We will cover all the issues that may lead to AC blowing hot air one by one. Here is a full list of the most common causes of why AC is blowing warm air:
- Low refrigerant levels (most common cause). Heat exchange is impossible without freon; you might have a leak in refrigerant lines.
- Loss of compression by of AC compressor.
- Clogged air filters (lowered airflow).
- Clogged expansion valve (insufficient refrigerant expansion).
- Power issue: blown fuse or tripped amp breaker.
- Thermostat issue: Wrong setting or inappropriate wiring.
Let’s start with the most frequent cause of AC blowing hot air:
#1 Low Refrigerant Levels Are The Cause Of AC Blowing Warm Air
Air conditioner effectively exchanges heat (turns hot air into cold air) only when it has sufficient levels of refrigerant. Refrigerant compression and subsequent expansion is the basic principle of how AC works.
When AC is blowing warm air, the most common cause are low freon levels. Due to the lack of freon, there the freon expansion (turning it from liquid to gas) is not sufficient. That means the cooling coil will not be adequately cooled; in fact, it might start to become warmer the longer we run the AC.
Why are refrigerant levels too low?
There is only one reason for freon levels being too low; a leak in your refrigerant lines.
Refrigerant lines are a closed system; no freon goes in or out if AC is operating normally. Leaks in refrigerant lines are not all that uncommon. Unfortunately, in many cases, you will need to contact an HVAC professional to fix the leak and refill the refrigerant.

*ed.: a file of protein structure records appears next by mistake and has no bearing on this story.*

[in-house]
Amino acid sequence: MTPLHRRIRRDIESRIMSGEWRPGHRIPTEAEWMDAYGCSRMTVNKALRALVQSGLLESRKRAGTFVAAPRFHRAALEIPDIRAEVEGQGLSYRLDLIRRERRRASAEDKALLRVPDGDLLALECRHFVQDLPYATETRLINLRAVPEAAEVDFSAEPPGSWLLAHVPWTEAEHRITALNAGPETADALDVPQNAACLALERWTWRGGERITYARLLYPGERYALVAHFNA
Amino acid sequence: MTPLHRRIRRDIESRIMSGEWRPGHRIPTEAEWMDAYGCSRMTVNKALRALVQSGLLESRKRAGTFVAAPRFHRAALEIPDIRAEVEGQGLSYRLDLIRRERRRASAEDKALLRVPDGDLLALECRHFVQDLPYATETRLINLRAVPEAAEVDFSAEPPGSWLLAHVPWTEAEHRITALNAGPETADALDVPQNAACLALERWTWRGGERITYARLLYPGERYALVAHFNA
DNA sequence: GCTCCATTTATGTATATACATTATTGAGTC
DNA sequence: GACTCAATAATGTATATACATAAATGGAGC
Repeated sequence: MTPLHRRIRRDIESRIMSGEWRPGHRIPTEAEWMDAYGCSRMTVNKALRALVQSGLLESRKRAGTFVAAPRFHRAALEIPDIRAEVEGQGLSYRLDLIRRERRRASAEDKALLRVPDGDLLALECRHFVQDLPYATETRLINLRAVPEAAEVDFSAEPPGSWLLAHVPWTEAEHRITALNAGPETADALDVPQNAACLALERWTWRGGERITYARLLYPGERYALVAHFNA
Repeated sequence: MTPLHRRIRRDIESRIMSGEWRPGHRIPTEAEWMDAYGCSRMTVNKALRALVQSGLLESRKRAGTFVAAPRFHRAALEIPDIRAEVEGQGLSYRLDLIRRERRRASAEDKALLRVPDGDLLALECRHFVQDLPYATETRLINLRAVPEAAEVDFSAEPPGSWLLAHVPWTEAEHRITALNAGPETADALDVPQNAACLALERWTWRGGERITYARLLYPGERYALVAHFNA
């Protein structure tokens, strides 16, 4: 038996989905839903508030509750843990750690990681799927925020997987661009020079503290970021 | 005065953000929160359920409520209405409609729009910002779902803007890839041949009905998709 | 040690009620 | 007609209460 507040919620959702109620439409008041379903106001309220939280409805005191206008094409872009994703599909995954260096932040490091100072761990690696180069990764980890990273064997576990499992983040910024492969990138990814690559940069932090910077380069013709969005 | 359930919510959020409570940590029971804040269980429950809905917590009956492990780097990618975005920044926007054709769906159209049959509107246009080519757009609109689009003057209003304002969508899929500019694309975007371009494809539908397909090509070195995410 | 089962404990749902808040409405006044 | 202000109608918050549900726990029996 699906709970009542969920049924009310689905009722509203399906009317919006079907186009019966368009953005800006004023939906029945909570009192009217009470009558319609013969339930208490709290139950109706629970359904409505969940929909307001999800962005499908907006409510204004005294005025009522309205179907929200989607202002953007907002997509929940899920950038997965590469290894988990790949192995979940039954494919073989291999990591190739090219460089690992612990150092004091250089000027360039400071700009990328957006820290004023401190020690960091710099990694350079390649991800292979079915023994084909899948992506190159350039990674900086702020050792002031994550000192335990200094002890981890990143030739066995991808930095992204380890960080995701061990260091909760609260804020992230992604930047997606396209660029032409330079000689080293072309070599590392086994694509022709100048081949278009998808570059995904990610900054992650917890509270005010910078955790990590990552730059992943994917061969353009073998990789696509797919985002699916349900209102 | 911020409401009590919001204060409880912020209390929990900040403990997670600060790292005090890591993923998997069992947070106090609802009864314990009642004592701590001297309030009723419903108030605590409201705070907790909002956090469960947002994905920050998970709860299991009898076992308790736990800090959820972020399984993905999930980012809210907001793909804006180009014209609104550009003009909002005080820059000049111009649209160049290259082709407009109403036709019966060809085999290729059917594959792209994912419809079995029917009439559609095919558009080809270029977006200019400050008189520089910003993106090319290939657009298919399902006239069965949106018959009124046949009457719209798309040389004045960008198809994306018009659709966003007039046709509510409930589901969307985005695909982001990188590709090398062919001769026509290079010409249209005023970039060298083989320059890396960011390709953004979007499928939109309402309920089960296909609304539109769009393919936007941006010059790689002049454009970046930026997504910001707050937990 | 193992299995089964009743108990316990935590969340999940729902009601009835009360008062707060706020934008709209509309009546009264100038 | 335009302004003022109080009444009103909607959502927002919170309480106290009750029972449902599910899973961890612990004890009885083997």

If you have a bit of technical skills, you can even try to do it yourself (it’s not advised to do so, however). You can check out how to rechange a window air conditioner with freon here (window AC serves as a good example).
After the freon levels are restored, you should see your air conditioner operating normally (blowing cold air again).
#2 Faulty Compressor Leading To AC Blowing Hot Air
If your freon levels are OK, the reason for your AC blowing hot air might be a faulty AC compressor.
AC compressor has only 1 job: to compress the freon. Fully compressed freon will undergo full expansion, and will fully cool down the cooling coils.
If the AC compressor doesn’t do its job well and freon is not compressed fully, the freon expansions will also be insufficient. That means that cooling coils might not be properly cooled. In fact, cooling coils might start getting warm and even hot without sufficient freon expansion (as a result of the AC compressor issue).
Which leads to – you’ve guessed it – AC blowing hot air.
How to fix hot air coming from your AC due to a faulty compressor?
Compressors are notoriously difficult to fix. In most cases, it’s much easier (and cheaper) to just replace the faulty compressor. This is also what most HVAC professionals will do.
With smaller window or portable AC units, you can try to replace the compressor yourself. With bigger units (central air, mini-split, heat pumps), it’s better for a professional to do the job. The compressor, if you’re interested, is located in the outdoor unit.
When the AC compressor is replaced/fixed, the freon compressor will go back to normal. If this truly was the issue, you will see that once you fix it, the AC will start blowing cold air again.
#3 Clogged Filters (Not Dirty) Can Cause AC To Start Blowing Warm Air
To function properly, the air conditioner has to maintain adequate airflow. Failing to do so can lead to hot air coming from the air conditioner.
One thing that can restrict airflow severely enough are clogged air filters. If air filters are clogged, the airflow will be reduced drastically, and every part of AC will try to overcompensate for the lack of airflow (because its goal is to achieve a low temperature, as set by the thermostat).